Strive demands persevering in the face of rejection and adversity. Taking control of your success is something you can do right away, not 10,000 hours from now. Success is attainable by everyone, so stop being held back by conventional thinking related to success.


I came to America as an impoverished immigrant. The words “you will amount to nothing,” rang in my ears. However, I took what was unique to me and turned it to my advantage. When you pursue personal change that is uncomfortable in the extreme, success happens. It is my sincere hope that next year when you look back at 2018, it is with a proud smile for having kept your New Year’s resolutions.


Scott Amyx is an internationally-acclaimed speaker, futurist and founder of the cutting-edge venture capital Amyx Ventures. His book, Strive: How Doing Things Most Uncomfortable Leads to Success publishes in March 2018.

    Christopher Ruel
Christopher Ruel
Community and Social Marketing, Wiley

We took a look at the five top trending tips articles related to business success in 2018 and selected the number one tip from each article. Find your path to business and professional growth by discovering what thought leaders believe to be the essential practices for 2018.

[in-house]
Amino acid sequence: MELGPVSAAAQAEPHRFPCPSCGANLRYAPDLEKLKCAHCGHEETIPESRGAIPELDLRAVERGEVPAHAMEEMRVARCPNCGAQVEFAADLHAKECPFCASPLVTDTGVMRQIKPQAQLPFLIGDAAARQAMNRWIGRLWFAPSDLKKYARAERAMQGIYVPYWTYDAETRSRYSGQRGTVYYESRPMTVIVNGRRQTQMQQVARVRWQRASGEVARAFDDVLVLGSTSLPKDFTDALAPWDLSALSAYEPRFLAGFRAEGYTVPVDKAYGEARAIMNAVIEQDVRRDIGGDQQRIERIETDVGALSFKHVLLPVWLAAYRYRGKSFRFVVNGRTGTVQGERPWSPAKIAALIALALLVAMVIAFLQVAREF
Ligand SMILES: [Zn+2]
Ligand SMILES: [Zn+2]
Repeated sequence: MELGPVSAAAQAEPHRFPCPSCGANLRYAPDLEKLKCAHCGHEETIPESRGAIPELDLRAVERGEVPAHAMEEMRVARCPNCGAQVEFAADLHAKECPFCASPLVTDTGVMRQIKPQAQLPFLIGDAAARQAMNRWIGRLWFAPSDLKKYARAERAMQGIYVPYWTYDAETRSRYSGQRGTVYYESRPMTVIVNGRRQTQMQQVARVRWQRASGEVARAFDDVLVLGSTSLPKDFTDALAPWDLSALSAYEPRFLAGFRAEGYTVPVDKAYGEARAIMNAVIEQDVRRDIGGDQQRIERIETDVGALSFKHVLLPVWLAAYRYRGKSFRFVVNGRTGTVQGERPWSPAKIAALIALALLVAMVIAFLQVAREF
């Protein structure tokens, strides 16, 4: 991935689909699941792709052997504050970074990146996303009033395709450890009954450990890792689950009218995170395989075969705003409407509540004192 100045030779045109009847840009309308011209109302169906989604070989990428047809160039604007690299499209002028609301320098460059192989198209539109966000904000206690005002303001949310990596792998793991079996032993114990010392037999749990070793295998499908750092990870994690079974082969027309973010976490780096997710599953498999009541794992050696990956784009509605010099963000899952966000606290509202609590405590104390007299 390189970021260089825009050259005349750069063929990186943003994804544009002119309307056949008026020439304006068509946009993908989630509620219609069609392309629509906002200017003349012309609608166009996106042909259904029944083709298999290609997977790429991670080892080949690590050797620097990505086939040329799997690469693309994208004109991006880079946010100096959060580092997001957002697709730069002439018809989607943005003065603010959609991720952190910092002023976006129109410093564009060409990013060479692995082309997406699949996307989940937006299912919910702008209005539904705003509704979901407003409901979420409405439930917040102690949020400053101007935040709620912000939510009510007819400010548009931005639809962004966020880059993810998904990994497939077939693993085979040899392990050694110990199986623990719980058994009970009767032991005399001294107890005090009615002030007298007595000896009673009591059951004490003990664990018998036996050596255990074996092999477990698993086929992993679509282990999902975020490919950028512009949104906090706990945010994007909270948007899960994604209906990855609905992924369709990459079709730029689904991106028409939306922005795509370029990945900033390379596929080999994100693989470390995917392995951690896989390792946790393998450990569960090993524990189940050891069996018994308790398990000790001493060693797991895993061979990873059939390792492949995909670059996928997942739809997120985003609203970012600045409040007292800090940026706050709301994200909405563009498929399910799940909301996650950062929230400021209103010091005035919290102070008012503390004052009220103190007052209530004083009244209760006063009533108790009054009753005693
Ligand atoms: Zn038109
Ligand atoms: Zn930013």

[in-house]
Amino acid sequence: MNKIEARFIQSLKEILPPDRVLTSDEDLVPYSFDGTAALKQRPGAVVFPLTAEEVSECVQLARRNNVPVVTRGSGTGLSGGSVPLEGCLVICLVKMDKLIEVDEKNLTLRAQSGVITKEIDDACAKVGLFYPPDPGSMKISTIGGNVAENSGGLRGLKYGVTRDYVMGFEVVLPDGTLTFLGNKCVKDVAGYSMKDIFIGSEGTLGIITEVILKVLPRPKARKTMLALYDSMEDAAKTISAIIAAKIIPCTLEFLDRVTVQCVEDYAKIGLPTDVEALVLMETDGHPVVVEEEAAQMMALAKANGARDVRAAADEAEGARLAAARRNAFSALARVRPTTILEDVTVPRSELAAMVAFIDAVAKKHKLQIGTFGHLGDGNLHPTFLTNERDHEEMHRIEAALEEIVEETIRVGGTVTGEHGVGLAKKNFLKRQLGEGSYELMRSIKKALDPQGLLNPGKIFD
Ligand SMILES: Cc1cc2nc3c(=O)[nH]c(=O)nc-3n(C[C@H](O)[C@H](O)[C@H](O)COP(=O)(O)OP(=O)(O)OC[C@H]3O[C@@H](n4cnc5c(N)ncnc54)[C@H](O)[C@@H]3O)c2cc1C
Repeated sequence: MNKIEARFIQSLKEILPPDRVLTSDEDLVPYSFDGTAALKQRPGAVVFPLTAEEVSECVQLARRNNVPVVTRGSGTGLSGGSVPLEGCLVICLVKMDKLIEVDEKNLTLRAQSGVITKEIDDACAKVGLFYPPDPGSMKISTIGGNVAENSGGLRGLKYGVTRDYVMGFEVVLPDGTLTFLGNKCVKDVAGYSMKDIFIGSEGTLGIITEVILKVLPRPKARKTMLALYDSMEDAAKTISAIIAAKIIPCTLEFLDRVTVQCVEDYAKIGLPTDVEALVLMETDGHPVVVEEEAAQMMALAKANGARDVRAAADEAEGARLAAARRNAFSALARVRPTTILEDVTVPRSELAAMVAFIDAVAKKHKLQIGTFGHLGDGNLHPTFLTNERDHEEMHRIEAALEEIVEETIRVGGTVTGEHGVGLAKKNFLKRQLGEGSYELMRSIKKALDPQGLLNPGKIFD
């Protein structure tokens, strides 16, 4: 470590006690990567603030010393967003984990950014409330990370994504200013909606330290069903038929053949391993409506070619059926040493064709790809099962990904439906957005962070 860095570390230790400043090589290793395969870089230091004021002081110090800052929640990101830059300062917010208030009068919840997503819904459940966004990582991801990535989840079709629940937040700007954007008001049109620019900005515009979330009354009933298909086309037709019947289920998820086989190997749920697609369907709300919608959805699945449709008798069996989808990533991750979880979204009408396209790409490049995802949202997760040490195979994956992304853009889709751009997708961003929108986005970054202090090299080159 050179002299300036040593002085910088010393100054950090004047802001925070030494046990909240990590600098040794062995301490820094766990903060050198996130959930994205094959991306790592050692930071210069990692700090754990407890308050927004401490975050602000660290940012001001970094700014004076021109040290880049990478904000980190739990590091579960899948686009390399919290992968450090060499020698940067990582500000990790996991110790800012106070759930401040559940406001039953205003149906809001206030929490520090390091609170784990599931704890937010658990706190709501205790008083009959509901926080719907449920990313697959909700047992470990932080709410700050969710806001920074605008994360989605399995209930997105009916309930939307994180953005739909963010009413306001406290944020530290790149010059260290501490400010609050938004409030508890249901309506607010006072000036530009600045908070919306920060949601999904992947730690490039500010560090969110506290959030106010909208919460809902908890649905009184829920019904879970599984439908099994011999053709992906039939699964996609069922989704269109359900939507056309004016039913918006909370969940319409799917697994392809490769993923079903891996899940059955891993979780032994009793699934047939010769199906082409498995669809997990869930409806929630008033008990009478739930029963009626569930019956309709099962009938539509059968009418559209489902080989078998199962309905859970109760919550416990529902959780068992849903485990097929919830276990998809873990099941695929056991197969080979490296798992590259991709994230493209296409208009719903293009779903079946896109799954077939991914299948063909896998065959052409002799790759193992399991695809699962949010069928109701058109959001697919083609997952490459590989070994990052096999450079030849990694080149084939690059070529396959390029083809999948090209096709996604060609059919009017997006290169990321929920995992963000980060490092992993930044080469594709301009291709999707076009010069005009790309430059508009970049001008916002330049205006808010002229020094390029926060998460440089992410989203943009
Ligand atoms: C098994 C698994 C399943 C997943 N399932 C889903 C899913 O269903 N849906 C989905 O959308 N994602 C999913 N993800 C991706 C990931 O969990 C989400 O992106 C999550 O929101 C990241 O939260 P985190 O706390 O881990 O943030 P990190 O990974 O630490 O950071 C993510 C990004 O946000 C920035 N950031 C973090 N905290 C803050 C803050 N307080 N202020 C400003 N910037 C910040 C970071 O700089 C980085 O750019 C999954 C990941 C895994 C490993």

Do you have tips of your own to add? Let us know in the comments below.


    James Bowen
James Bowen
CEO, Experiential Simulations




shutterstock_21738007.jpgCurrently project management metrics focus on cost, schedule, and the ability to achieve requirements (deliverables, including quality). But, moving forward, project management metrics need to be more future-oriented to reflect the ability of deliverables to evolve and adapt.


As we move into the “internet of everything” era when AI will likely manage projects, many of our deliverables (whether they be a house, an IT system, or a marketing campaign) will have the abilities to change and progress built in.


Assuming that deliverables will be more akin to a platform than a static asset, we need project management metrics that incorporate measurement of these adaptive capabilities.


If we envision deliverables as evolving platforms, they will adapt over time as requirements change. For example, a house will need to have the ability to adjust to the environment and to its occupant(s). Moreover, the house may be continually incorporating new technology as it becomes available.


As such, project management metrics should measure the ability of the deliverable to:

• Evolve to incorporate new innovations

• Adapt to new user requirements


This need is applicable to a range of outputs across industries such as marketing campaigns, IT initiatives, and even new product development. Consequently, PM metrics need be updated to include the future potential of the initiative.


How do you think project management metrics need to change? Let us know in the comments below.


And, check out a project management simulation available for educational institutions here.